For though he had Antigonus as ally, and kept many guards to protect his person, and had left no single enemy alive in the city, yet he would order his spearmen and guards to bivouac outside in the colonnade; and as for his servants, as soon as supper was over he would drive them all out.
Then he would lock the doors of the inner house, and betake himself with his mistress to a little upper room which was closed by a trap-door; on this door he would place his couch and sleep, as one in his state of mind would naturally sleep, by fits and starts and in great fear.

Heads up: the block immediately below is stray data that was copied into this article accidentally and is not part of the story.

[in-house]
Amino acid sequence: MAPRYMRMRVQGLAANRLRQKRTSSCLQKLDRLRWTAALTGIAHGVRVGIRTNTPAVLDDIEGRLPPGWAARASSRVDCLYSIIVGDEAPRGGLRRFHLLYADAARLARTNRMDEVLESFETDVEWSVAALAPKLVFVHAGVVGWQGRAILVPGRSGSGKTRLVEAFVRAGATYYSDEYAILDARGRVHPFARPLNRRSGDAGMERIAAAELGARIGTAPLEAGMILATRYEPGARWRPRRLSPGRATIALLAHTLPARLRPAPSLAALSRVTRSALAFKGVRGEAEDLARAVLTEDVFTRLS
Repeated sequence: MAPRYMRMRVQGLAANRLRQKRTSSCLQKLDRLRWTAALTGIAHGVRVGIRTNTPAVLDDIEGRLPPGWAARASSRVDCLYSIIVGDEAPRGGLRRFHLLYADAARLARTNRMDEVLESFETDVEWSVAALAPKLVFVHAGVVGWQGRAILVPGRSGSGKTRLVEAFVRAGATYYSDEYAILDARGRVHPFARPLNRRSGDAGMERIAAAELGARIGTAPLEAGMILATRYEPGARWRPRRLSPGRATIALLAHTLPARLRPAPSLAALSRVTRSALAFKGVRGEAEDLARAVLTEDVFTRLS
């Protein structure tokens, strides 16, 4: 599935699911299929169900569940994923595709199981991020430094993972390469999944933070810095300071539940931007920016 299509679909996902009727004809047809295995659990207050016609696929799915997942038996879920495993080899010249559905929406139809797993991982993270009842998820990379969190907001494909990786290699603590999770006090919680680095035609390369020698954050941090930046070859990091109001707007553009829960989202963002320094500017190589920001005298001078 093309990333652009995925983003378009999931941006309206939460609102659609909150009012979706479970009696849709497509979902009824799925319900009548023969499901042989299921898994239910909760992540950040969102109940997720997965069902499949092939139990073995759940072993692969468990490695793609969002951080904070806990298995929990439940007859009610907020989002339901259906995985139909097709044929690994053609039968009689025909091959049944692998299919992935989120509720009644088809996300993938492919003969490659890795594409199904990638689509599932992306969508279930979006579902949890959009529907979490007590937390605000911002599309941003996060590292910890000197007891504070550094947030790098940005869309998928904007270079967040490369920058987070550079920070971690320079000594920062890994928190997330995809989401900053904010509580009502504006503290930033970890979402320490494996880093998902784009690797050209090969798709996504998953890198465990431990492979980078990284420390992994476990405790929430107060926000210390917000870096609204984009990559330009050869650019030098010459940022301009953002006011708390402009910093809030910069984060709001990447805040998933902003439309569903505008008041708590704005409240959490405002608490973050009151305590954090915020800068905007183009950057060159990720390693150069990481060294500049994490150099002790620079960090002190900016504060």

The ladder the mother of his mistress would take away and lock up in another room, and in the morning would put it in place again and call the wonderful tyrant, who would come down like a creeping thing out of its hole. Aratus, on the other hand, not by force of arms, but legally and in consequence of his virtues, had invested himself with an enduring power, and yet went about in ordinary tunic and cloak; he declared himself a public foe of any and every tyrant; and he left behind him a posterity of the highest repute among the Greeks down to this day.
But of the men who seize citadels, maintain spearmen, and depend upon arms and gates and trap-doors for the safety of their persons, only a few, like timorous hares, have escaped a violent death; while not one of them has left a house, or a family, or a tomb to keep his memory in honour.